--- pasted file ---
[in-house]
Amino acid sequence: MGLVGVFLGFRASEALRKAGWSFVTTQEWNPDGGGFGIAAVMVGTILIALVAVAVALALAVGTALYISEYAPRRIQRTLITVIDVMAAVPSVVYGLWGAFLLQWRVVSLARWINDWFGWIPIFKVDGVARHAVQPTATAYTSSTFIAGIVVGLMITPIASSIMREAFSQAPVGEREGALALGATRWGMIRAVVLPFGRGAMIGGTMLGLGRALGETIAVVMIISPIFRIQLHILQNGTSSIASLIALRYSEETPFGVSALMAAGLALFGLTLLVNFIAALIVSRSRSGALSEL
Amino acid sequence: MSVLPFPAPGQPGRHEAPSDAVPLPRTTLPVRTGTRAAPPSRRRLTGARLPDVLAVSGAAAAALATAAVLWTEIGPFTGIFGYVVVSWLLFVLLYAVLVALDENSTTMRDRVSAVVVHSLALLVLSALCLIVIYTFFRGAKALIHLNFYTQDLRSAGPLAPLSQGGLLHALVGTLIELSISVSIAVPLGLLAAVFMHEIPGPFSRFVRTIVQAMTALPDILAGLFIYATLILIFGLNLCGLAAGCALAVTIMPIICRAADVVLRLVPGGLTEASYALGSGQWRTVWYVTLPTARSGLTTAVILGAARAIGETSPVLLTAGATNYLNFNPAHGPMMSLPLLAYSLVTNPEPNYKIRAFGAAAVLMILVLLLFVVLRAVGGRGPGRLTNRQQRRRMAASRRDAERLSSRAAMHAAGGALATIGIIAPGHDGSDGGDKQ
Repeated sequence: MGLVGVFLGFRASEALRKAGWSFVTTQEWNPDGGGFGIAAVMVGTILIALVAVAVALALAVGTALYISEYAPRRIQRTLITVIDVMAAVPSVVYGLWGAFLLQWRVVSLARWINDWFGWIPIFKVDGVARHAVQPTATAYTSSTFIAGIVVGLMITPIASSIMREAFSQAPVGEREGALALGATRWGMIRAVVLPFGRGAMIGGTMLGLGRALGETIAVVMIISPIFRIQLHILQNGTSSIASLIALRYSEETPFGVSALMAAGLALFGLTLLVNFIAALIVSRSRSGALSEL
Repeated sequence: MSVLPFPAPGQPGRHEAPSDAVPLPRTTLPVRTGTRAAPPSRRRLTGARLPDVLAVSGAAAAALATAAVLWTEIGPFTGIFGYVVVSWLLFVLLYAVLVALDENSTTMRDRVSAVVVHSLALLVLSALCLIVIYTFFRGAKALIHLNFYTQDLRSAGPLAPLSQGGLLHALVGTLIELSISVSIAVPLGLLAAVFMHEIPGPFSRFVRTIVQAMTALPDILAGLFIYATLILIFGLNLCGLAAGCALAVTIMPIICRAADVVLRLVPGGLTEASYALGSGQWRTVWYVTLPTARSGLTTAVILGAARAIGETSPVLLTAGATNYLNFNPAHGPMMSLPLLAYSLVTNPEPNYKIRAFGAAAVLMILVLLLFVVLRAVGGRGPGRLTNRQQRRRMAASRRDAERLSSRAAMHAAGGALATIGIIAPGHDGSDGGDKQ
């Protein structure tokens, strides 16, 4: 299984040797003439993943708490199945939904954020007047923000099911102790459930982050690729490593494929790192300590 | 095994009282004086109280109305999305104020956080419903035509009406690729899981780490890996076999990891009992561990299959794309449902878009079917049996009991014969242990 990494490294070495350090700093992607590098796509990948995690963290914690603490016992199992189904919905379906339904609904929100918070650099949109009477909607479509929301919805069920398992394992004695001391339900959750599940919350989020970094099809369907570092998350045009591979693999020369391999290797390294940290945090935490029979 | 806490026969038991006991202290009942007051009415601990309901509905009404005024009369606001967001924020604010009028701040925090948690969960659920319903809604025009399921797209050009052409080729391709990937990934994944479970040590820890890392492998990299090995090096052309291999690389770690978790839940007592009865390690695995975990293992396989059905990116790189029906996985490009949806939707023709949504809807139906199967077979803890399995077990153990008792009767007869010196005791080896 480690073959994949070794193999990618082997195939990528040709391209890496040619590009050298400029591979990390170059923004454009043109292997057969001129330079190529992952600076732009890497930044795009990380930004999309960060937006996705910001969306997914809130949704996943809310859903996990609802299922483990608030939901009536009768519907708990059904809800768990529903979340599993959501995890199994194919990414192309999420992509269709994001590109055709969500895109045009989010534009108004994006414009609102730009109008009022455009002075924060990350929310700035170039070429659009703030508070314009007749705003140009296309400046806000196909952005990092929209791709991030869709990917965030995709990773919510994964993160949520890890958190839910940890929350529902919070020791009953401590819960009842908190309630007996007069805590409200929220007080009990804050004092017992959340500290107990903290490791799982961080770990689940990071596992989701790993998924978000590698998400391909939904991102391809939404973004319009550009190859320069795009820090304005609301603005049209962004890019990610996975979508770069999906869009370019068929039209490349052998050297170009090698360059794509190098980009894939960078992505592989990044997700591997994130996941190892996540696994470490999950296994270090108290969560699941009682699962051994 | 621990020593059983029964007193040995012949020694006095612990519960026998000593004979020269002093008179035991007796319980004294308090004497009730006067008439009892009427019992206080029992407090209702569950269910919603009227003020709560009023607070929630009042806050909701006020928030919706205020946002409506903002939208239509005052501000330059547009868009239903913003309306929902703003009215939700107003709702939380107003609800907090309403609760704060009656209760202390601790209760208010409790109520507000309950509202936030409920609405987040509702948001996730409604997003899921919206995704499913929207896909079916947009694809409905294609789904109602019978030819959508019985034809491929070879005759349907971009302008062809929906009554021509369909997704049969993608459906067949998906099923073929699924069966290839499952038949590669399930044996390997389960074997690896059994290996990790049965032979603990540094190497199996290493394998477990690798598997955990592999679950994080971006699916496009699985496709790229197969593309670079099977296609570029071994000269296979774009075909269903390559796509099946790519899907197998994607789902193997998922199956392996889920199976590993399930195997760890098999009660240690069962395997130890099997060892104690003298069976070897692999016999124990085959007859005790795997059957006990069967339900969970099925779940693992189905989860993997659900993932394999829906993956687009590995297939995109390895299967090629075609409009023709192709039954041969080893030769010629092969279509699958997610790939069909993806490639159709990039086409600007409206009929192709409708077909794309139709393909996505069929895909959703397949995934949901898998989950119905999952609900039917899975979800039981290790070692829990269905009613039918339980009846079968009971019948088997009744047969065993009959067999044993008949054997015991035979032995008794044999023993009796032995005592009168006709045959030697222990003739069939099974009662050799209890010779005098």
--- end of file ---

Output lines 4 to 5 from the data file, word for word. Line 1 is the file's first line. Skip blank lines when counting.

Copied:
Repeated sequence: MGLVGVFLGFRASEALRKAGWSFVTTQEWNPDGGGFGIAAVMVGTILIALVAVAVALALAVGTALYISEYAPRRIQRTLITVIDVMAAVPSVVYGLWGAFLLQWRVVSLARWINDWFGWIPIFKVDGVARHAVQPTATAYTSSTFIAGIVVGLMITPIASSIMREAFSQAPVGEREGALALGATRWGMIRAVVLPFGRGAMIGGTMLGLGRALGETIAVVMIISPIFRIQLHILQNGTSSIASLIALRYSEETPFGVSALMAAGLALFGLTLLVNFIAALIVSRSRSGALSEL
Repeated sequence: MSVLPFPAPGQPGRHEAPSDAVPLPRTTLPVRTGTRAAPPSRRRLTGARLPDVLAVSGAAAAALATAAVLWTEIGPFTGIFGYVVVSWLLFVLLYAVLVALDENSTTMRDRVSAVVVHSLALLVLSALCLIVIYTFFRGAKALIHLNFYTQDLRSAGPLAPLSQGGLLHALVGTLIELSISVSIAVPLGLLAAVFMHEIPGPFSRFVRTIVQAMTALPDILAGLFIYATLILIFGLNLCGLAAGCALAVTIMPIICRAADVVLRLVPGGLTEASYALGSGQWRTVWYVTLPTARSGLTTAVILGAARAIGETSPVLLTAGATNYLNFNPAHGPMMSLPLLAYSLVTNPEPNYKIRAFGAAAVLMILVLLLFVVLRAVGGRGPGRLTNRQQRRRMAASRRDAERLSSRAAMHAAGGALATIGIIAPGHDGSDGGDKQ